SXSW EDU Featuring the Whimsical and Serious to Spark 'Creative Thinking' in K-12
- By Dian Schaffhauser
A SXSW EDU 2018 Forum session (Photo by Tico Mendoza)
There may be no better place to combine lofty education issues with a sense of fun and creativity than the SXSW EDU Conference & Festival, coming to Austin next month. Where else can you attend a variety show inspired by student writing projects, participate in a Moth StorySLAM, view a powerful documentary film screening, discuss teaching and learning strategies and debate policy, all in one event?
Two of this year's headliners will share the stage in a discussion about the legacy of U.S. Civil War and its impact on education today. Keynote speaker Paula Kerger heads up PBS, the country's largest non-commercial media organization, with almost 350 member stations. She'll be joined on stage by Harvard Professor and filmmaker Henry Louis Gates, Jr, who also leads the Hutchins Center for African & African American Research at the university. Gates' latest project is the history series "Reconstruction: America after the Civil War," a four-hour documentary that's scheduled to air this spring on PBS. Kerger and Gates will explore how one of the least understood eras in American history — those years following the end of the war — still haunts the country 154 years later. They'll also discuss how educators play a role in examining and teaching its implications.
A number of other eminent speakers will also make appearances during the event, which takes place March 4-7, 2019. The Policy Forum, which highlights policy-oriented sessions, will include an interview between former Florida Gov. Jeb Bush and Washington Post Reporter Laura Meckler on how "disruptive policies" can turn classrooms into ideal "laboratories of learning." Other policy forums will feature:
- Justin Barra from the Chan Zuckerberg Initiative and Seth Gerson from the National Governors Association Education Division discussing new NGA research on what the public might expect from governors over the coming year and the role played by philanthropy in carrying out those visions;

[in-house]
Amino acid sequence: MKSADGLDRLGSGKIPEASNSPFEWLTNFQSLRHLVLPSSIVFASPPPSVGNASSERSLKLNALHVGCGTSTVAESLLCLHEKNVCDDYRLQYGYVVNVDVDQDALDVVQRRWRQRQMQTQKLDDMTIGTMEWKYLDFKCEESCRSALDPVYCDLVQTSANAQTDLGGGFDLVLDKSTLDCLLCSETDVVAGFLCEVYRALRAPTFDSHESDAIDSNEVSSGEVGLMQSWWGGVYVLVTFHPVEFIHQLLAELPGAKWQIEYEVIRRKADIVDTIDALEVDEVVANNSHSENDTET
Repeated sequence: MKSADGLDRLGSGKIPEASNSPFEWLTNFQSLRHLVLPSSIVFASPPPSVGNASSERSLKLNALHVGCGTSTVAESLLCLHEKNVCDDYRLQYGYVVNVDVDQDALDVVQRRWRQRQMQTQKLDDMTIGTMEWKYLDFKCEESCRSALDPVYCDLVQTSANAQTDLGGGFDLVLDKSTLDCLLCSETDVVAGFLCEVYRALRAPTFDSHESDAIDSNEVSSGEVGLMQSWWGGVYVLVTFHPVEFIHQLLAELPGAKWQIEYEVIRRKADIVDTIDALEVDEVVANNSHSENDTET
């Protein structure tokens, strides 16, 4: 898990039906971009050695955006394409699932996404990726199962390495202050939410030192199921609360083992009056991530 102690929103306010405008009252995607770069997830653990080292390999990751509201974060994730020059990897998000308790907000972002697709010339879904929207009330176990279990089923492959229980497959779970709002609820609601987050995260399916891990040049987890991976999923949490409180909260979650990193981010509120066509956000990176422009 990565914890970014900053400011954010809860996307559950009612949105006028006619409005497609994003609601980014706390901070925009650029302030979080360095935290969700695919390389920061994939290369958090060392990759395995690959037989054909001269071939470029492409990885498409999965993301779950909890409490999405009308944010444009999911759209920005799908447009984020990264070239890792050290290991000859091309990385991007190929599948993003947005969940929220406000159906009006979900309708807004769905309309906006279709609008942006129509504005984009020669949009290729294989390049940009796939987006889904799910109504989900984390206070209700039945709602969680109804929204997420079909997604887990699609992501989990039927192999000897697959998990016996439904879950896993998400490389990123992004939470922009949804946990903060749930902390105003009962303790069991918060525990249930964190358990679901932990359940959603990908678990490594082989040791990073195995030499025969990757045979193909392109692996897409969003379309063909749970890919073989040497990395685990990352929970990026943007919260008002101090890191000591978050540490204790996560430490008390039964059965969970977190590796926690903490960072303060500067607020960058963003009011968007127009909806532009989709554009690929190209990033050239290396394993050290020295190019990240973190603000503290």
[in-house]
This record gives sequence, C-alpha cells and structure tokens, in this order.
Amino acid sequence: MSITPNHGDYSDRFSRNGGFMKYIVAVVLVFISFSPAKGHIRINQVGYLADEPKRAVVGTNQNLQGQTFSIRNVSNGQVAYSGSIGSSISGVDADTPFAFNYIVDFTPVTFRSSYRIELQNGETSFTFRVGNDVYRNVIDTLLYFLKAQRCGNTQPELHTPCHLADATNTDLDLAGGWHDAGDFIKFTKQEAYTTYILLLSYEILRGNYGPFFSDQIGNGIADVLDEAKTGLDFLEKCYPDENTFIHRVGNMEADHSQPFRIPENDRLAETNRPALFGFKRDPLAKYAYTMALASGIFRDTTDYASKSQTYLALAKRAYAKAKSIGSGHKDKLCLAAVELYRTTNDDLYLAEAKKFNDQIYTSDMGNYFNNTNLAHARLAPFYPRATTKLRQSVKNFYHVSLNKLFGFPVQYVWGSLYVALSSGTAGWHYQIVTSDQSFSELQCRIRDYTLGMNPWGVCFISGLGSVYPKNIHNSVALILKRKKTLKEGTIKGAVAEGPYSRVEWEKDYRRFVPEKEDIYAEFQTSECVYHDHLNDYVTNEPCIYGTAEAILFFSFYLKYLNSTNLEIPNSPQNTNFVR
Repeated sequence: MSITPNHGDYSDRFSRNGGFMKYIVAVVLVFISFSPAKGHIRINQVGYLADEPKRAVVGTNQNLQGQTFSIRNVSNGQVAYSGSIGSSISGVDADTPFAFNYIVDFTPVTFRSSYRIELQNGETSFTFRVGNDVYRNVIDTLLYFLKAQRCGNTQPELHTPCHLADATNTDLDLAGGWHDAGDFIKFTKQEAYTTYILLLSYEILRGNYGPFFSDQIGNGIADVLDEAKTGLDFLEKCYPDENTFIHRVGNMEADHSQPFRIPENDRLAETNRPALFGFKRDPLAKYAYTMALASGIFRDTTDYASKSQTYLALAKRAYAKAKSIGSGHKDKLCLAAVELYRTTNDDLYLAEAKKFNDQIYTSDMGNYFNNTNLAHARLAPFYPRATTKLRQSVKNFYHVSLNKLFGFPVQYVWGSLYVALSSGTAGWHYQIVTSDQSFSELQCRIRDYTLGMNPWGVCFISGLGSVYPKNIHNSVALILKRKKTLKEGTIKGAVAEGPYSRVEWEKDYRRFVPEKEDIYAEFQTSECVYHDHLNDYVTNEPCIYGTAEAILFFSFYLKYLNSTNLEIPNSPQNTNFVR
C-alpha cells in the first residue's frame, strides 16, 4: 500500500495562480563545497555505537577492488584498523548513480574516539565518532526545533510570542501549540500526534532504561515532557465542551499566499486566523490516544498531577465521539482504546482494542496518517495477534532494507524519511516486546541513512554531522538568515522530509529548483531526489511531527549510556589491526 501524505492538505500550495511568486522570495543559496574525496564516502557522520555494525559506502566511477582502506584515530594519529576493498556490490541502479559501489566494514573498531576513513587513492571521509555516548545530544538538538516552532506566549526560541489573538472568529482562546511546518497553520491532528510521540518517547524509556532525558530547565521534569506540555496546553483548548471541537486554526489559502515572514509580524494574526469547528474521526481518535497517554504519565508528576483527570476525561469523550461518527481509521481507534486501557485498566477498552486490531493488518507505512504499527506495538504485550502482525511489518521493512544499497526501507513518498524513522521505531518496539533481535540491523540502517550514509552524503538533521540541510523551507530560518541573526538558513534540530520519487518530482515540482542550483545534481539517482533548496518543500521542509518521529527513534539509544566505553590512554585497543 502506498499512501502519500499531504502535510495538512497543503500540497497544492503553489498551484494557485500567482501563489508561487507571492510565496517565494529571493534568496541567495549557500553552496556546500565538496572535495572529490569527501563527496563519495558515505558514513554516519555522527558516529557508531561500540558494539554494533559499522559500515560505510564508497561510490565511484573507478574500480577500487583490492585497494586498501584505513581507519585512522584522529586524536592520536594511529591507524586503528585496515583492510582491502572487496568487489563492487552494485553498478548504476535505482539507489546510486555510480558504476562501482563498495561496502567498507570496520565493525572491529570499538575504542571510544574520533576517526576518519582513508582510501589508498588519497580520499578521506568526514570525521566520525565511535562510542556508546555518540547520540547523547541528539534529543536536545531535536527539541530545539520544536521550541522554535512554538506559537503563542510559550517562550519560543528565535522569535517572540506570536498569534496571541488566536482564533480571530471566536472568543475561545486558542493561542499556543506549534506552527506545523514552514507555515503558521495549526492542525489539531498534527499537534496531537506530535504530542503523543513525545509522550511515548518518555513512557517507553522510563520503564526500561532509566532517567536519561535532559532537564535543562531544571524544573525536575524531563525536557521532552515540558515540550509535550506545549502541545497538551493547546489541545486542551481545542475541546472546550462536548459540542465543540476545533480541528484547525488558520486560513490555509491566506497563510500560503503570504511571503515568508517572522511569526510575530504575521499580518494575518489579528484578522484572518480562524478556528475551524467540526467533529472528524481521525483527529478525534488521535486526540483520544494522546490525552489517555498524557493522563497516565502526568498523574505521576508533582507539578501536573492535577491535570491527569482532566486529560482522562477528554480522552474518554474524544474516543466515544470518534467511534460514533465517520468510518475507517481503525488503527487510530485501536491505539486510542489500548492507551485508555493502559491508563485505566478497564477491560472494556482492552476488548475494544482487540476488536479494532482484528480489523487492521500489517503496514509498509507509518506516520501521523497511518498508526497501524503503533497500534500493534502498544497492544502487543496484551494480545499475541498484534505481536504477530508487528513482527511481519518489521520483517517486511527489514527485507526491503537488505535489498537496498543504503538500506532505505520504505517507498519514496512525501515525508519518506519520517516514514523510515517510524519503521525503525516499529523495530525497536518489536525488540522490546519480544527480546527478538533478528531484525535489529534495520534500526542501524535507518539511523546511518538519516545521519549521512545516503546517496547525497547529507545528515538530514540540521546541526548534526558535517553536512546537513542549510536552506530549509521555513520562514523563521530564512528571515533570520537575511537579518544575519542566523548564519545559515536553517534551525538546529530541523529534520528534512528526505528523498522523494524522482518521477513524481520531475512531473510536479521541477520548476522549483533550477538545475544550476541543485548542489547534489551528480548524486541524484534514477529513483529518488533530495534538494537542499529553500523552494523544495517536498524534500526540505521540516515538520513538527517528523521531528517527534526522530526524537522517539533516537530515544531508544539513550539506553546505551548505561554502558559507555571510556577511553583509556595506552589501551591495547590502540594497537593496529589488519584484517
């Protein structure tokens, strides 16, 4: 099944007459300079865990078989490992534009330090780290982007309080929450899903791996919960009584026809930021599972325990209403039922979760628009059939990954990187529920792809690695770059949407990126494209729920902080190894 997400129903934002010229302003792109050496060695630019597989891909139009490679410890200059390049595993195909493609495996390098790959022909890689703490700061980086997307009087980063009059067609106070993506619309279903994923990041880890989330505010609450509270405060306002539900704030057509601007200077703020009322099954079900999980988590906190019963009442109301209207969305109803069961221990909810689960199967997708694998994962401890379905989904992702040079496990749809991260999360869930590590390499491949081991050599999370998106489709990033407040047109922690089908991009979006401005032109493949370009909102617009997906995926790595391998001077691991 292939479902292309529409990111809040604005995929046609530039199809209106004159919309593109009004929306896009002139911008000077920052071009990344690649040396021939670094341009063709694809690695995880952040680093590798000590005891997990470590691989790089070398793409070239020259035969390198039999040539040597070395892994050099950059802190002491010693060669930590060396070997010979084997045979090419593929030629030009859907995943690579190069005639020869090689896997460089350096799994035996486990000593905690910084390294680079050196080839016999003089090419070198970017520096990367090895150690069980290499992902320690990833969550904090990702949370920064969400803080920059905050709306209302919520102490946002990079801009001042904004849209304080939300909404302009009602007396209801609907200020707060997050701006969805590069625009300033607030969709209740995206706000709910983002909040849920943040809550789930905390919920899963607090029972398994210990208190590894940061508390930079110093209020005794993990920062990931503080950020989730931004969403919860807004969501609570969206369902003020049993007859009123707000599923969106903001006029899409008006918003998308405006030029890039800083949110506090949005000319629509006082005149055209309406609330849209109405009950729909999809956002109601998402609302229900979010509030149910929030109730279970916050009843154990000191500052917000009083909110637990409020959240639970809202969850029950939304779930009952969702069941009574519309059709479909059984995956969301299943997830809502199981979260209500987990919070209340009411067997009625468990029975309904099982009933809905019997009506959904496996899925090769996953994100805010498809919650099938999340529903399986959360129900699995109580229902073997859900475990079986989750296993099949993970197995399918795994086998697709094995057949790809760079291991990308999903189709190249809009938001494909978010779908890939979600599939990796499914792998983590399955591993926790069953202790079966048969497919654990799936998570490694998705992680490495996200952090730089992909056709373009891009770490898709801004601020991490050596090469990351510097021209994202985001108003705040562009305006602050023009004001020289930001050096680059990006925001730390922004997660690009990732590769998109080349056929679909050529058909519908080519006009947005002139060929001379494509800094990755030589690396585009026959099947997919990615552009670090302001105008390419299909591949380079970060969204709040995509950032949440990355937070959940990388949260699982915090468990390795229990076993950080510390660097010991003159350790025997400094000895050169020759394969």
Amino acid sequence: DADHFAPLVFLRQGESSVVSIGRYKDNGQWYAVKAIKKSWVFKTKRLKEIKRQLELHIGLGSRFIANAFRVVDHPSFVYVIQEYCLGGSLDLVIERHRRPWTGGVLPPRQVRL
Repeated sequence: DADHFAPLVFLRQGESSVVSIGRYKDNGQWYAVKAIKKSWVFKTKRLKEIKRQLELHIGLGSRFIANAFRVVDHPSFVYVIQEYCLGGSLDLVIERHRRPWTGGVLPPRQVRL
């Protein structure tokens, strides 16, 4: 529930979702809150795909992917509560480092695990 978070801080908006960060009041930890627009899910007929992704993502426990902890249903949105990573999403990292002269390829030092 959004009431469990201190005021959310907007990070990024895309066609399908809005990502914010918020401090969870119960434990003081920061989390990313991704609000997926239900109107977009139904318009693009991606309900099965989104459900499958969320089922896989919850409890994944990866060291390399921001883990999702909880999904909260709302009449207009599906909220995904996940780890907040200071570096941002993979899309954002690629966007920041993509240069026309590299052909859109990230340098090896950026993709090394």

- A panel with current and former Congressional staffers on what might be expected in any rewrite of the Higher Education Act;
- A group of experts, including Future of Privacy Forum's Amelia Vance, discussing how to balance student privacy and security;
- Design professionals talking about how to design safer schools that still make for excellent learning environments;
- An international representation debating why it's important to preserve languages; and
- National experts from K-12 and higher education exploring the impact librarians have on school achievement.
The four-day conference features more than 400 sessions with presentations, workshops, formal mentoring opportunities, panels, films, competitions, an exposition and networking. Many of these have been added to the roster through a "panel picker" process; potential presenters propose their ideas, then the public votes and an advisory board finalizes the list of winners.
Among the more intriguing-sounding events for K-12 educators are these:
The expo will bring together programming, networking and creative spaces to allow attendees to experience hands-on, discovery-based learning activities, along with programming from the NEXT Stage and opportunities for networking in the Meet Up Pavilion.
Lounges, happy hours and parties are being hosted by Google, the Qatar Foundation International, the Hechinger Report, IDEA Public Schools and other organizations and companies.
"Festival programming represents the broad spectrum of experiential and hands-on learning that plays a vital role in education today," said SXSW EDU General Manager Greg Rosenbaum, in statement. "The festival supports the latest creative thinking in how best to support teaching and learning throughout the entire learning cycle."
A badge for access to all of the EDU activities is $595.